Thursday, May 20, 2010

In Memoriam: James Stewart

PhotobucketThough his first onscreen appearance was only in 1934, Jimmy Stewart (born on this day in 1908) received his first Oscar nomination - for the classic film Mr. Smith Goes to Washington - just five years later, and his first award the following year, for The Philadelphia Story. Unlike many, though, whose rise through the Hollywood ranks has been similarly rapid, it wasn't accompanied by an even faster fall once the novelty of him had worn off; having established his brand he remained at the pinnacle of fame for the next five decades.

A genial screen presence, in an era in which every leading man was either overtly romantic or obnoxiously virile, he virtually invented the Everyman - who was somehow neither and yet both simultaneously. And just in time too; the American film industry had always been a magnet for scandal, but in the years leading up to his debut things had gotten so bad that censorship had been imposed not just on the movies but on the lives of those who starred in them as well. Stewart's integrity, then, appealed as much to executives as it did to audiences.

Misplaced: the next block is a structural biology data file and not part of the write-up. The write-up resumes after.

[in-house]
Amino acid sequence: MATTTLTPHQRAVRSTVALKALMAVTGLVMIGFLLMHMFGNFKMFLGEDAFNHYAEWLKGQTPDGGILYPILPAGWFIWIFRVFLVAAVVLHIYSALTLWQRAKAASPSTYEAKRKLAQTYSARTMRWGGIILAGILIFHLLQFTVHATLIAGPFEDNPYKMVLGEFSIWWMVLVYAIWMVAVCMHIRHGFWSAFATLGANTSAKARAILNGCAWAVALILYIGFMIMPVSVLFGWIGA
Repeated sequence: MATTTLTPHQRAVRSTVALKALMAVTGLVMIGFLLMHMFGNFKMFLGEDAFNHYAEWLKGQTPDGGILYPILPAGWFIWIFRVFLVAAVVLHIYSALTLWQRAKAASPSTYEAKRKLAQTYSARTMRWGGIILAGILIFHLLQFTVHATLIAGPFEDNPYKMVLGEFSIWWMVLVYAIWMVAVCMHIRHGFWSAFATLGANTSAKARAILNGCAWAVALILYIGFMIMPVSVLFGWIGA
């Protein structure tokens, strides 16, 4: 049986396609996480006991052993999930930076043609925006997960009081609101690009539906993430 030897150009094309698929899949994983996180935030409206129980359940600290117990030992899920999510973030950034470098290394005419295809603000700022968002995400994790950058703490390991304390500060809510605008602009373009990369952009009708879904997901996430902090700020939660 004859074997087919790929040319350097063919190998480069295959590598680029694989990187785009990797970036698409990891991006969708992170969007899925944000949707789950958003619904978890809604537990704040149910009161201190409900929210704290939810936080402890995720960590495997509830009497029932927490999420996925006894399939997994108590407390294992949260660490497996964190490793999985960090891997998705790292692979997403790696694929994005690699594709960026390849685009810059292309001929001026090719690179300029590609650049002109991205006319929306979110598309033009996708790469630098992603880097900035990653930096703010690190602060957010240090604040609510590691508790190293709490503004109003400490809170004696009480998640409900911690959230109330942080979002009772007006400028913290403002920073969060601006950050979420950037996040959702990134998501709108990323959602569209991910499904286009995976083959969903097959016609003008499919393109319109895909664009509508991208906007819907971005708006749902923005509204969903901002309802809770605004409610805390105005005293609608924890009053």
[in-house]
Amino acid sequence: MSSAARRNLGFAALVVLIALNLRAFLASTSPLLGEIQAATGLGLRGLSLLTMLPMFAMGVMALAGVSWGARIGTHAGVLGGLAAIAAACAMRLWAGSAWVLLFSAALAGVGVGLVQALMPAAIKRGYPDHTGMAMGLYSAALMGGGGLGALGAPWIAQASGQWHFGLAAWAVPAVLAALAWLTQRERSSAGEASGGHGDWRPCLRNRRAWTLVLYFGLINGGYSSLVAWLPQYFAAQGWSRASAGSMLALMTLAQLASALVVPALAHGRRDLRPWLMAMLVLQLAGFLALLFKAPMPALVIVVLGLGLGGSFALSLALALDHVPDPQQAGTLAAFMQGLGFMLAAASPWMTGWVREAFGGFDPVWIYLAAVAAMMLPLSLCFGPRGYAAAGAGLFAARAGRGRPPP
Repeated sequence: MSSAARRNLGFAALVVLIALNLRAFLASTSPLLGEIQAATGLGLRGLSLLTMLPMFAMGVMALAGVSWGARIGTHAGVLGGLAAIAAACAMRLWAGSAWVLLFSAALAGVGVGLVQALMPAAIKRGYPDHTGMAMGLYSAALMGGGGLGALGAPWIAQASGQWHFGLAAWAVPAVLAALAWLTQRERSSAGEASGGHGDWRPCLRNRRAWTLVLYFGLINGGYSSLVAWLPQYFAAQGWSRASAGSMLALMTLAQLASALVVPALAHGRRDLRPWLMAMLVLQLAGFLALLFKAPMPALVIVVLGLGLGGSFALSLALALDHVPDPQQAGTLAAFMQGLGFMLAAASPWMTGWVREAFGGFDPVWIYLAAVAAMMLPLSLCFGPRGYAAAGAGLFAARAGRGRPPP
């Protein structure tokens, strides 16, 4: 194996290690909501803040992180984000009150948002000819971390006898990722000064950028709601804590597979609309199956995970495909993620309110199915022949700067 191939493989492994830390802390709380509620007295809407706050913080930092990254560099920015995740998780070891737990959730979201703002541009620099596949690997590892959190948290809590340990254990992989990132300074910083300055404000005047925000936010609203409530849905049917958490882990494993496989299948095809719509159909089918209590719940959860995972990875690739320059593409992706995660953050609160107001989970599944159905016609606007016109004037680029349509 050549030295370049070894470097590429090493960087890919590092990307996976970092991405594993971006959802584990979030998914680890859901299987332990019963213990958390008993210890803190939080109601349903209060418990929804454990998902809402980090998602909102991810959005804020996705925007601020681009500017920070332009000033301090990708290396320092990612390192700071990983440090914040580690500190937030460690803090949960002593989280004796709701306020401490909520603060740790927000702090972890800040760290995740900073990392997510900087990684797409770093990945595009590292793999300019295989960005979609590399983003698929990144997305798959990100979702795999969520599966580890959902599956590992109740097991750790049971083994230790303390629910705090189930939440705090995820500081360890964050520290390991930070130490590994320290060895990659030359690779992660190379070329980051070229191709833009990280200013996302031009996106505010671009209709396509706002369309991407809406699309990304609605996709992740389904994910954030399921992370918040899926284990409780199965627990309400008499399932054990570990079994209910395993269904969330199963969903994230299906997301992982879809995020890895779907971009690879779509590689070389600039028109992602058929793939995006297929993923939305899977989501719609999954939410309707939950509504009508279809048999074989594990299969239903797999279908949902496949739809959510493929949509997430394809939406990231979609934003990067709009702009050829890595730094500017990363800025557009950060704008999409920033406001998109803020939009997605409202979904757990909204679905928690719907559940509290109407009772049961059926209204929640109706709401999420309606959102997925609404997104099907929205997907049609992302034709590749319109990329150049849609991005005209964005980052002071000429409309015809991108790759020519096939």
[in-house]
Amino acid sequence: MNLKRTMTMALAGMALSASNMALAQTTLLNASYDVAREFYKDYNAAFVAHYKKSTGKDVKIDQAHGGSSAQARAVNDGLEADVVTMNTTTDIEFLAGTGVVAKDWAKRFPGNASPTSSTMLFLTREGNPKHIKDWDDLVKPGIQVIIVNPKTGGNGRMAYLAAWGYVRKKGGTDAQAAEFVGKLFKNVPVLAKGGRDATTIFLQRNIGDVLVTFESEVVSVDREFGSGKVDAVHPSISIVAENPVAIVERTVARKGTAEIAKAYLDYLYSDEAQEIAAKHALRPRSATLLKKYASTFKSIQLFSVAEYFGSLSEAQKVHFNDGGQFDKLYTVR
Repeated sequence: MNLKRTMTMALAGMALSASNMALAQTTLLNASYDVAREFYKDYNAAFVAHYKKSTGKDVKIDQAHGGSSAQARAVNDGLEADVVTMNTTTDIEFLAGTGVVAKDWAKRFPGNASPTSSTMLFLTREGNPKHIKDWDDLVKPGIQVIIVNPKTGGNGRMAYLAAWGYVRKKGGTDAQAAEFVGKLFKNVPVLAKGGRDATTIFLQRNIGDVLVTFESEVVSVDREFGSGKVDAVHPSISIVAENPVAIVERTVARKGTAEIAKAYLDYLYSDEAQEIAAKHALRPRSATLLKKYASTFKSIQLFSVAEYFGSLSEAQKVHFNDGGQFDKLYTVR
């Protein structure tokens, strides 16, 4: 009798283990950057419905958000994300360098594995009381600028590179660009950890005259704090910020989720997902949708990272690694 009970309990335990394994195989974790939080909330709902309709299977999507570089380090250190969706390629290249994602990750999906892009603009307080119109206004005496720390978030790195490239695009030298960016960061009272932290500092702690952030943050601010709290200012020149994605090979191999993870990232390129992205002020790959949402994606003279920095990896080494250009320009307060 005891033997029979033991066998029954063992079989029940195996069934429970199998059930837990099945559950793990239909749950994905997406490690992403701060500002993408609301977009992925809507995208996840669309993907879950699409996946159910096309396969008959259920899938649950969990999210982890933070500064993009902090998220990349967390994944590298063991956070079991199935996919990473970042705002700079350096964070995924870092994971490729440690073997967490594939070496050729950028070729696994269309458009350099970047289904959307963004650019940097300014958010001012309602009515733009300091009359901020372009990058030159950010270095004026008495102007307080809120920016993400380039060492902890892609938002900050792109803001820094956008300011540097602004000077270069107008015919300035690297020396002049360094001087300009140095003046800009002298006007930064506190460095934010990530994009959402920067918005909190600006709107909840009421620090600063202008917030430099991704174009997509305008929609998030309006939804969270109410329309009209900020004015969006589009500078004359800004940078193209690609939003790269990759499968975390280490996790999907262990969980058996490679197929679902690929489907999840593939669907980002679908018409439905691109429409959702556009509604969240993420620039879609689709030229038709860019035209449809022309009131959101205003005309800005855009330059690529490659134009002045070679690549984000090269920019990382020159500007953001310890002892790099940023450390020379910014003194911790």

By the late-1940s, noted subversive Alfred Hitchcock began harnessing the power of Stewart's reputation to add a special kink to such movies as Rope, Rear Window, The Man Who Knew Too Much, Vertigo, and North by Northwest. It's unlikely, though, that Stewart had any idea what Hitchcock was doing; a lifelong Republican, had he known that the director was using him to undermine the orthodoxy of 1950s America (which then, as now, had a fetishistic appeal to those on the Right) he likely wouldn't have participated.

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